# Bloch's theorem (complex variables)

In complex analysis, a branch of mathematics, Bloch's theorem describes the behaviour of holomorphic functions defined on the unit disk. It gives a lower bound on the size of a disk in which an inverse to a holomorphic function exists. It is named after André Bloch.

## Statement

Let f be a holomorphic function in the unit disk |z| ≤ 1 for which

${\displaystyle |f'(0)|=1}$

Bloch's Theorem states that there is a disk S ⊂ D on which f is biholomorphic and f(S) contains a disk with radius 1/72.

## Landau's theorem

If f is a holomorphic function in the unit disk with the property |f′(0)| = 1, then let Lf be the radius of the largest disk contained in the image of f.

Landau's theorem states that there is a constant L defined as the infimum of Lf over all such functions f, and that L is greater than Bloch's constant LB.

This theorem is named after Edmund Landau.

## Valiron's theorem

Bloch's theorem was inspired by the following theorem of Georges Valiron:

Theorem. If f is a non-constant entire function then there exist disks D of arbitrarily large radius and analytic functions φ in D such that f(φ(z)) = z for z in D.

Bloch's theorem corresponds to Valiron's theorem via the so-called Bloch's Principle.

## Proof

### Landau's theorem

We first prove the case when f(0) = 0, f′(0) = 1, and |f′(z)| ≤ 2 in the unit disk.

By Cauchy's integral formula, we have a bound

${\displaystyle |f''(z)|=\left|{\frac {1}{2\pi i}}\oint _{\gamma }{\frac {f'(w)}{(w-z)^{2}}}\,\mathrm {d} w\right|\leq {\frac {1}{2\pi }}\cdot 2\pi r\sup _{w=\gamma (t)}{\frac {|f'(w)|}{|w-z|^{2}}}\leq {\frac {2}{r}},}$

where γ is the counterclockwise circle of radius r around z, and 0 < r < 1 − |z|.

By Taylor's theorem, for each z in the unit disk, there exists 0 ≤ t ≤ 1 such that f(z) = z + z2f″(tz) / 2.

Thus, if |z| = 1/3 and |w| < 1/6, we have

${\displaystyle |(f(z)-w)-(z-w)|={\frac {1}{2}}|z|^{2}|f''(tz)|\leq {\frac {|z|^{2}}{1-t|z|}}\leq {\frac {|z|^{2}}{1-|z|}}={\frac {1}{6}}<|z|-|w|\leq |z-w|.}$

By Rouché's theorem, the range of f contains the disk of radius 1/6 around 0.

Let D(z0, r) denote the open disk of radius r around z0. For an analytic function g : D(z0, r) → C such that g(z0) ≠ 0, the case above applied to (g(z0 + rz) − g(z0)) / (rg′(0)) implies that the range of g contains D(g(z0), |g′(0)|r / 6).

For the general case, let f be an analytic function in the unit disk such that |f′(0)| = 1, and z0 = 0.

• If |f′(z)| ≤ 2|f′(z0)| for |zz0| < 1/4, then by the first case, the range of f contains a disk of radius |f′(z0)| / 24 = 1/24.
• Otherwise, there exists z1 such that |z1z0| < 1/4 and |f′(z1)| > 2|f′(z0)|.
• If |f′(z)| ≤ 2|f′(z1)| for |zz1| < 1/8, then by the first case, the range of f contains a disk of radius |f′(z1)| / 48 > |f′(z0)| / 24 = 1/24.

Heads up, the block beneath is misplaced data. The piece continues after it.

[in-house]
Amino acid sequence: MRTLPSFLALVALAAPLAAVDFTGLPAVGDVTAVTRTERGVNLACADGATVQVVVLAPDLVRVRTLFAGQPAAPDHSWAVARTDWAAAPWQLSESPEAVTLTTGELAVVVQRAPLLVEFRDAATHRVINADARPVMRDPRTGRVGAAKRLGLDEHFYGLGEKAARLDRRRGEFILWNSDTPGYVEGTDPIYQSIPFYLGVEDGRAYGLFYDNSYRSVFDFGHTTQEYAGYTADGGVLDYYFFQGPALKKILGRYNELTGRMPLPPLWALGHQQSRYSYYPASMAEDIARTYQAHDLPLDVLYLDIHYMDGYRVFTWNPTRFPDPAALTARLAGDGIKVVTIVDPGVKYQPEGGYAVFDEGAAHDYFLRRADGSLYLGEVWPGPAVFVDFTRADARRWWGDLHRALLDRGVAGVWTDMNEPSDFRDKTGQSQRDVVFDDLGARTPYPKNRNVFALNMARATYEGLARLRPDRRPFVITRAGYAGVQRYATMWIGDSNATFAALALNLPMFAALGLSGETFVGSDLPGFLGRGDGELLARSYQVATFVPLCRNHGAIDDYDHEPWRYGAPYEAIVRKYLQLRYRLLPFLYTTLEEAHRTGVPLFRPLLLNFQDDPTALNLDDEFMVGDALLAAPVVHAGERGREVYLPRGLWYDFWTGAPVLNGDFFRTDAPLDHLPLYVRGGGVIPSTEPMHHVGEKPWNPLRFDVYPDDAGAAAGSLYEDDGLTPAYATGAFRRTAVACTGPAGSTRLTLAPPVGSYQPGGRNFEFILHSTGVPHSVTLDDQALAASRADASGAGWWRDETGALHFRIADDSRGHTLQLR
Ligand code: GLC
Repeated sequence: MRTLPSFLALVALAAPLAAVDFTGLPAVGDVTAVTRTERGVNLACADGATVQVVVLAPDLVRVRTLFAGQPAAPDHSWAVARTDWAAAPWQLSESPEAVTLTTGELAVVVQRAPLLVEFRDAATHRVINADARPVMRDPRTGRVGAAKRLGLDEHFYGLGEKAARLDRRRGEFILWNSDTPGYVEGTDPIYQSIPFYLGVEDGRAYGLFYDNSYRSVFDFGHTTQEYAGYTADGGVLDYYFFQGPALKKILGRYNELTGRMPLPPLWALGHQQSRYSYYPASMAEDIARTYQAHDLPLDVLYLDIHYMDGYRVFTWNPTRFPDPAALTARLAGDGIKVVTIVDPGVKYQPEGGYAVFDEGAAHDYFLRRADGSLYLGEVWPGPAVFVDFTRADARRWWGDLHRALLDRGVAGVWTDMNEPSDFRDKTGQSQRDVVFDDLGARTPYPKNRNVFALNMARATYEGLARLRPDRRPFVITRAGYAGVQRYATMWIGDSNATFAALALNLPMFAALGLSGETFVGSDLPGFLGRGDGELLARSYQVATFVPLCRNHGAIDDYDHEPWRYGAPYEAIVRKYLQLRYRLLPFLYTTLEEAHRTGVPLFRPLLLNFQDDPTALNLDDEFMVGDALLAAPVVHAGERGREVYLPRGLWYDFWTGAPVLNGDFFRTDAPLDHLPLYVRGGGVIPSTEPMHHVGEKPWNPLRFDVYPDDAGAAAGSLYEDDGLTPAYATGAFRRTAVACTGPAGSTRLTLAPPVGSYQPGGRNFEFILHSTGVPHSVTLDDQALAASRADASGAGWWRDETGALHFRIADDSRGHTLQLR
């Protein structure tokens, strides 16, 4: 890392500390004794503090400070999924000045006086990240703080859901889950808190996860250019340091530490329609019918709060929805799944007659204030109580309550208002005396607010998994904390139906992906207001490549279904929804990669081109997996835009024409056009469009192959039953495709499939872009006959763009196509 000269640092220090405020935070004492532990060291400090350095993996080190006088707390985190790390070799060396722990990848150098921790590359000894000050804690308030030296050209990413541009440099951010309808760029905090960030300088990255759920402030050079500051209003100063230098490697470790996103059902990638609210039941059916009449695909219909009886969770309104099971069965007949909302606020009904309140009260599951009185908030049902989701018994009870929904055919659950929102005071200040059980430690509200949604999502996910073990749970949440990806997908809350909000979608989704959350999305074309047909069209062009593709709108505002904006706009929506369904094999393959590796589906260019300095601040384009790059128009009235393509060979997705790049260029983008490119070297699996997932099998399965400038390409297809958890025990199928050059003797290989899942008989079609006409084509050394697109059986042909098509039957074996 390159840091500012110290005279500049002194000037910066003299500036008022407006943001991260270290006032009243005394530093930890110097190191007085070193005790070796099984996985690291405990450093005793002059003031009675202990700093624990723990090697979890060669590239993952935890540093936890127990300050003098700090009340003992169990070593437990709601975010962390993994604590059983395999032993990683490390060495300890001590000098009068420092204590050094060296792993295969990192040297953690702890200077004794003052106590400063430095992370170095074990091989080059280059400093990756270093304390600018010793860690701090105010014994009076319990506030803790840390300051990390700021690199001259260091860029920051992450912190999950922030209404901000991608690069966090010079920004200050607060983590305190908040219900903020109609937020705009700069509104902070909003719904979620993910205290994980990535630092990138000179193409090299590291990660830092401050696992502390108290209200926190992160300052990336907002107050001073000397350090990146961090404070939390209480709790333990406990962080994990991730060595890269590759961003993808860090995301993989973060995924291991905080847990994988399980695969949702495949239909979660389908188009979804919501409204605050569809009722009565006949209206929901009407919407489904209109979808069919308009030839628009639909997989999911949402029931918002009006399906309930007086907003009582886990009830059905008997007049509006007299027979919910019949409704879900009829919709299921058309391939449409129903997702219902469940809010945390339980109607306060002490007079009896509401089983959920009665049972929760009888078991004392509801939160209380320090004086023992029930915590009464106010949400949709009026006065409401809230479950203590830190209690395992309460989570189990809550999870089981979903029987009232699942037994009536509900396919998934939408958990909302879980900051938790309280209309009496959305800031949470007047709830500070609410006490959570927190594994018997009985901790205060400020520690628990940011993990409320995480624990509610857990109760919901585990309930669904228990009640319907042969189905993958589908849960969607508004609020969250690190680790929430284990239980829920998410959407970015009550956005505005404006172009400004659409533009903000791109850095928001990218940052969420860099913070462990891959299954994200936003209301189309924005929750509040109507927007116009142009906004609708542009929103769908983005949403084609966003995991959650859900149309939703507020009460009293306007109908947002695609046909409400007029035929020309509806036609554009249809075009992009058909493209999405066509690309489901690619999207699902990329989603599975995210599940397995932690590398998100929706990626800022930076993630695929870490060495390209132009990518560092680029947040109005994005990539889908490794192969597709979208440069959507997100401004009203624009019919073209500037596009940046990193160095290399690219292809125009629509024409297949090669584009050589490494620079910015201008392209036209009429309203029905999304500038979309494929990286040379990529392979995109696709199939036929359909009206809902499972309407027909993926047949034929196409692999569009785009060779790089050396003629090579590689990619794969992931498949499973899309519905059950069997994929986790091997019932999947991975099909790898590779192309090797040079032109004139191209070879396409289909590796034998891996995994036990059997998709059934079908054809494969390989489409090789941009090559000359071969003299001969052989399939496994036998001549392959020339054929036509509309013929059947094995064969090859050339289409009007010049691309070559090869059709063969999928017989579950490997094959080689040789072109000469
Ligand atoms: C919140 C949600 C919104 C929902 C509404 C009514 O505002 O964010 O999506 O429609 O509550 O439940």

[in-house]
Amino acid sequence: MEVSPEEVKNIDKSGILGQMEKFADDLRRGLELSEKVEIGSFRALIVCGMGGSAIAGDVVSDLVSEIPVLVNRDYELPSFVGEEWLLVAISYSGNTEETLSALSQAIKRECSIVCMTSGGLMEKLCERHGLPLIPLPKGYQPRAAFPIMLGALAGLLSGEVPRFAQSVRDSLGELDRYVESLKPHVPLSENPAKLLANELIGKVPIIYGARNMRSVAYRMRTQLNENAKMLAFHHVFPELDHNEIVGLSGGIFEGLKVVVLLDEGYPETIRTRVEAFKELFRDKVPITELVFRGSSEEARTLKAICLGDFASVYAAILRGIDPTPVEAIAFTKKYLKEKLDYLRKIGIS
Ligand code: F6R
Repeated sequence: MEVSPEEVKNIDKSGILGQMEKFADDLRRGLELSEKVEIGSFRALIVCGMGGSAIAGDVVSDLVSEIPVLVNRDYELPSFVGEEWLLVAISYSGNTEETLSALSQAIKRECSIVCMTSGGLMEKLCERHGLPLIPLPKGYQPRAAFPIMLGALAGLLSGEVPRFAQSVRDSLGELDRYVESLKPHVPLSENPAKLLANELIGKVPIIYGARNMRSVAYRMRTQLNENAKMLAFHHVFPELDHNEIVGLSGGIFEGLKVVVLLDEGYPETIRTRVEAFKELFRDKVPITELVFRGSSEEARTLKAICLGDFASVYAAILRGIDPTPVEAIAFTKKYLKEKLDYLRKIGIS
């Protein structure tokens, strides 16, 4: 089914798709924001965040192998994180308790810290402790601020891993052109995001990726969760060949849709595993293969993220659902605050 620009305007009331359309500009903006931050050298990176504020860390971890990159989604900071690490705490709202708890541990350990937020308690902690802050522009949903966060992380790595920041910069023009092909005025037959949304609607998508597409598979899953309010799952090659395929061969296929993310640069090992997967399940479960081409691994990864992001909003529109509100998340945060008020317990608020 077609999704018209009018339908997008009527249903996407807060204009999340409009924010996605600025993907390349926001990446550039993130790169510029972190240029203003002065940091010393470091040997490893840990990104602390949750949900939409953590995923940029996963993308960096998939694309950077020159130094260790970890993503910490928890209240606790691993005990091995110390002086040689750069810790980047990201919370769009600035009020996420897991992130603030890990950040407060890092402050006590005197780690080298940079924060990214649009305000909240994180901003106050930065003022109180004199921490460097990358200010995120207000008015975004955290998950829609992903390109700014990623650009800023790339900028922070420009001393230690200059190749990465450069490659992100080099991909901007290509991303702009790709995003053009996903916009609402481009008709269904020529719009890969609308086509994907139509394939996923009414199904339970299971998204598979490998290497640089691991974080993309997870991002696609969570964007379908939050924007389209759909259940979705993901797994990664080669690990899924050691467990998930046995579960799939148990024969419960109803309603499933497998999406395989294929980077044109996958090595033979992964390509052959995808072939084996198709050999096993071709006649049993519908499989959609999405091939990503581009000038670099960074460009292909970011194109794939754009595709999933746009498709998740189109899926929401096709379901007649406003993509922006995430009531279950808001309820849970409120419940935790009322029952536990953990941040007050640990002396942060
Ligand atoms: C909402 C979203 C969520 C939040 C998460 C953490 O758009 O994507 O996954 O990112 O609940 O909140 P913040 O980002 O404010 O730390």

• Otherwise, there exists z2 such that |z2z1| < 1/8 and |f′(z2)| > 2|f′(z1)|.

Repeating this argument, we either find a disk of radius at least 1/24 in the range of f, proving the theorem, or find an infinite sequence (zn) such that |znzn−1| < 1/2n+1 and |f′(zn)| > 2|f′(zn−1)|.

In the latter case the sequence is in D(0, 1/2), so f′ is unbounded in D(0, 1/2), a contradiction.

### Bloch's Theorem

In the proof of Landau's Theorem above, Rouché's theorem implies that not only can we find a disk D of radius at least 1/24 in the range of f, but there is also a small disk D0 inside the unit disk such that for every wD there is a unique zD0 with f(z) = w. Thus, f is a bijective analytic function from D0f−1(D) to D, so its inverse φ is also analytic by the inverse function theorem.

## Bloch's and Landau's constants

The number B is called the Bloch's constant. The lower bound 1/72 in Bloch's theorem is not the best possible. Bloch's theorem tells us B ≥ 1/72, but the exact value of B is still unknown.

The best known bounds for B at present are

${\displaystyle 0.4332\approx {\frac {\sqrt {3}}{4}}+2\times 10^{-14}\leq B\leq {\sqrt {\frac {{\sqrt {3}}-1}{2}}}\cdot {\frac {\Gamma ({\frac {1}{3}})\Gamma ({\frac {11}{12}})}{\Gamma ({\frac {1}{4}})}}\approx 0.47186,}$

where Γ is the Gamma function. The lower bound was proved by Chen and Gauthier, and the upper bound dates back to Ahlfors and Grunsky.

The similarly defined optimal constant L in Landau's theorem is called the Landau's constant. Its exact value is also unknown, but it is known that

${\displaystyle 0.5 (sequence A081760 in the OEIS)

In their paper, Ahlfors and Grunsky conjectured that their upper bounds are actually the true values of B and L.

For injective holomorphic functions on the unit disk, a constant A can similarly be defined. It is known that

${\displaystyle 0.5